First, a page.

Now I hate to besmirch or sully the reputation of honest, hard-working people; especially those who are rolling the dice on such a venture as this.  I will try one more time.  It just seems to me that a sustainable and successful business model whose sole purpose was to supply product X would be more successful if that business actually had product X to sell. 

So word to the peeps at the CBCcC - Worry less about throwing out a few cupcakes at the end of an occasional slow day and worry more about all of the sales you are missing by not having anything in the display case. 

Now lest you think this is simply born of mean-spirited meany meanness, just think of me as the jilted boyfriend who got dumped and goes about with unrestrained bitterness over the girl who dumped him all the while saying he doesn't care or that she was no good.  The fact that I am ranting so should be an indication of just how much I do care no matter what else I might say.  Let me eat cake!  And bring back your cupcakes for sale.  Are you misunderstood-genius, narcissistic artist cupcake Nazis, madly and capriciously denying your cupcake neophytes the opportunity to satisfy the expectations you have created?  Or is it because you can't supply the goods, more like a Moscow-retreat, barren winter, beginning-of-the-end, can't get supplies to the front line type of cupcake Nazi?  Bring back my cupcakes to me.  Either that or close earlier, when you are out of product.  Staying open so people can come in to see your undesirable muffins in an otherwise, empty case is just mean.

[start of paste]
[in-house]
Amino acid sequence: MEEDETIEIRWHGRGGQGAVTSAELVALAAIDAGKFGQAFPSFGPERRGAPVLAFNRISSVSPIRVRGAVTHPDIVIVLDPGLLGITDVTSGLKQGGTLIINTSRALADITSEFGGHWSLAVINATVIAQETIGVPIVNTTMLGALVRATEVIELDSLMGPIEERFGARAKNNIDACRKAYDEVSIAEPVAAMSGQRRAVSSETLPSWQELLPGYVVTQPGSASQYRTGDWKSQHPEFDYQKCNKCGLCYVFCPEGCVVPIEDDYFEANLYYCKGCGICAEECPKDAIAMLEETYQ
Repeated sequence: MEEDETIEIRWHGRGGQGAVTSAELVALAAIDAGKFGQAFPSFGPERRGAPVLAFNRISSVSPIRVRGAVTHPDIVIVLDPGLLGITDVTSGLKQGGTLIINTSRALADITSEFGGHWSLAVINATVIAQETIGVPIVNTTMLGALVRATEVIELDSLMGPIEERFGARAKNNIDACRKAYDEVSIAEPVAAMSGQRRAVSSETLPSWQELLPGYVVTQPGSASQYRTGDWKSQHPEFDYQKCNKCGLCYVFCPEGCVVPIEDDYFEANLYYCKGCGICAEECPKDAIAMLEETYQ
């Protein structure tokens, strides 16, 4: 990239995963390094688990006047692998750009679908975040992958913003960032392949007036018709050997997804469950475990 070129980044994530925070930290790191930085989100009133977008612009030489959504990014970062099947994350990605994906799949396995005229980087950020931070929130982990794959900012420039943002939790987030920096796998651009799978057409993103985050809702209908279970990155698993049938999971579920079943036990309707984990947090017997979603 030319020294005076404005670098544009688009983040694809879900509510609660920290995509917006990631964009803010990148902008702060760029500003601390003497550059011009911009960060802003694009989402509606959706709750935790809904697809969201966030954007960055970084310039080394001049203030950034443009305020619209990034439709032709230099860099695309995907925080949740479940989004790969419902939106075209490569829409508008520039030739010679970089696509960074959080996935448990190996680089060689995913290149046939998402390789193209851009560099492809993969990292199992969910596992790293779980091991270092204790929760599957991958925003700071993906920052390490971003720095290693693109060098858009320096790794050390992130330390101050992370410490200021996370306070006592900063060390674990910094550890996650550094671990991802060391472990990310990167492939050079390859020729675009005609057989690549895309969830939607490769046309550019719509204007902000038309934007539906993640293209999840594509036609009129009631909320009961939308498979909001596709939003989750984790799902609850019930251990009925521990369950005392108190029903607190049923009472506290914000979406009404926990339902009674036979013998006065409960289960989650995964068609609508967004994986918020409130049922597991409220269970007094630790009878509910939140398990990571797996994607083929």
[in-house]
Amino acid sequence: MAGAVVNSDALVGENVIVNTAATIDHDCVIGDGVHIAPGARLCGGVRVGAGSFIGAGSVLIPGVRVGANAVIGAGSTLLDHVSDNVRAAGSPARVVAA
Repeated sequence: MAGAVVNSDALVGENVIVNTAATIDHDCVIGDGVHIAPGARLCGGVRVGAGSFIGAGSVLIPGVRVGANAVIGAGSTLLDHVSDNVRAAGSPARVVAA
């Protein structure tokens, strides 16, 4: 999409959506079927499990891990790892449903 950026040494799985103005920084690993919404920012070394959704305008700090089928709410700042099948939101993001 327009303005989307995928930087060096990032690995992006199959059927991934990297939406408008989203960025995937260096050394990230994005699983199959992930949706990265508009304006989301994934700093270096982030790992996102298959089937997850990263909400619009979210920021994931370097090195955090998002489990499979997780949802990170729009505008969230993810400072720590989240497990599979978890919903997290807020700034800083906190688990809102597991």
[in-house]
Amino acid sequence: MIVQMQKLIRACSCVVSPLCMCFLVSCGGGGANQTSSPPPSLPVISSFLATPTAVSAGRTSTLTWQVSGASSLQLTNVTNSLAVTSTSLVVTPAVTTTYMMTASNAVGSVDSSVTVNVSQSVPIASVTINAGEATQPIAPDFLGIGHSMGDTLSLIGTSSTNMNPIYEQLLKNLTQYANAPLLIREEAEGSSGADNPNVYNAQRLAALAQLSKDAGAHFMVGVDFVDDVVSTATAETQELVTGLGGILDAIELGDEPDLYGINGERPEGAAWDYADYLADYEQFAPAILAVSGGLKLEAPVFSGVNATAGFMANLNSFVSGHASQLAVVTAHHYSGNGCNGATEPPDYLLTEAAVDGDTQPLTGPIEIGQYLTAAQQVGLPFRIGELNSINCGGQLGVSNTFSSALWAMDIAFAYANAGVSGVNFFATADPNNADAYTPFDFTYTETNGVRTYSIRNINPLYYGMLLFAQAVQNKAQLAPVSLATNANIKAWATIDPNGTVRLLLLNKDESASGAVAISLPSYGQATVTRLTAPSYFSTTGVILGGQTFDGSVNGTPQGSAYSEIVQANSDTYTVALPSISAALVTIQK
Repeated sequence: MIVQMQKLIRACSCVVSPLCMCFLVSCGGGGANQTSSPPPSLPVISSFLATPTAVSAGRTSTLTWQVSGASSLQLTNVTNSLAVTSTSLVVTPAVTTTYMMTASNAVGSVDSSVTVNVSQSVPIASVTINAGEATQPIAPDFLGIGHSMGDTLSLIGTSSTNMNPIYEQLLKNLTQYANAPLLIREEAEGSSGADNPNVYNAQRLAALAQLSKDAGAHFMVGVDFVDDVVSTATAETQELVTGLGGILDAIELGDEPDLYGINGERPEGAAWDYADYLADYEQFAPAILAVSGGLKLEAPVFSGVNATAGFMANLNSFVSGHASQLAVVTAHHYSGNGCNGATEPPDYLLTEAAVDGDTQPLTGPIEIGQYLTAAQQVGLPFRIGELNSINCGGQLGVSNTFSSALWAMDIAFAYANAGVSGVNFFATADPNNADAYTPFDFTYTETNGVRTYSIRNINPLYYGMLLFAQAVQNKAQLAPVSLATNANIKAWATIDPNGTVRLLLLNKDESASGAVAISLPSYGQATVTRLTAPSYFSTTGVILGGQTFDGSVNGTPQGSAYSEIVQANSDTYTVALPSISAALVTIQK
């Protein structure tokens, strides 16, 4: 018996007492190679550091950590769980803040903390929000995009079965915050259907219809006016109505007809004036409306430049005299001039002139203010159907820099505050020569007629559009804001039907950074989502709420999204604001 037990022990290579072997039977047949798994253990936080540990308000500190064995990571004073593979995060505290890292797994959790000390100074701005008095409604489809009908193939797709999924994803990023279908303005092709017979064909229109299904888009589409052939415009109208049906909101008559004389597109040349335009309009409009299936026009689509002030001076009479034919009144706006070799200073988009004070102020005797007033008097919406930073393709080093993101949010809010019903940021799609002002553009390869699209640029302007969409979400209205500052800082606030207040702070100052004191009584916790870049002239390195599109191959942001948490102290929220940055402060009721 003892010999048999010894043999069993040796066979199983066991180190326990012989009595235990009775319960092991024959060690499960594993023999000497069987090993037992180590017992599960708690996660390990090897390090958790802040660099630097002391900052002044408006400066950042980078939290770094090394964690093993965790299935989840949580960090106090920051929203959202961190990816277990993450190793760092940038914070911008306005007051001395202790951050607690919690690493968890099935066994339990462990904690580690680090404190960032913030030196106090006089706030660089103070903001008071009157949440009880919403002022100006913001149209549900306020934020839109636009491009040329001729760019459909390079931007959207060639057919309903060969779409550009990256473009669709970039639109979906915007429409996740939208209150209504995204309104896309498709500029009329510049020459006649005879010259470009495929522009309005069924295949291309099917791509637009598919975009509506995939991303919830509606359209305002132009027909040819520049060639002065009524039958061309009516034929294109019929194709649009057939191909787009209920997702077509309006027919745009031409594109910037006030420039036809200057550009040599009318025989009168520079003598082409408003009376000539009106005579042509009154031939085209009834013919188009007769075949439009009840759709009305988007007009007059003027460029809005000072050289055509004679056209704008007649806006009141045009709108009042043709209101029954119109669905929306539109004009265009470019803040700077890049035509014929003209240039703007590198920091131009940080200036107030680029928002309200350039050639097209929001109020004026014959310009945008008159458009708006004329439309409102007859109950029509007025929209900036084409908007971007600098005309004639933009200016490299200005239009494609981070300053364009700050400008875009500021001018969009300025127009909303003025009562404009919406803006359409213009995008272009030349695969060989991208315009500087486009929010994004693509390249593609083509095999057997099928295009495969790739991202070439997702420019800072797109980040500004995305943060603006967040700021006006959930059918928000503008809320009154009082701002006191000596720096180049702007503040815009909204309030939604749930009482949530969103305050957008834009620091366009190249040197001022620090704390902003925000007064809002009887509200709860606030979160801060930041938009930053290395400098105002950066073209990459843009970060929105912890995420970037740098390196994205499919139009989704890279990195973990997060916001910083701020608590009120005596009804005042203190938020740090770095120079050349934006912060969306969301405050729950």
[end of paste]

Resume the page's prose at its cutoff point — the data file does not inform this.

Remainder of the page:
Friday, February 11, 2011

She Bakes

I like checking out other food blogs.  This new one is full of promise and soon to be full of great recipes.  It is H's food blog, which she just started today.  Check it out.  But in case you forget, I will, from time to time, include links to special recipes or  other posts to her blog while at other times, you may see the same recipe on each blog because I'm not above poaching and just want to  have it in the mix here.  So here you go.  It is: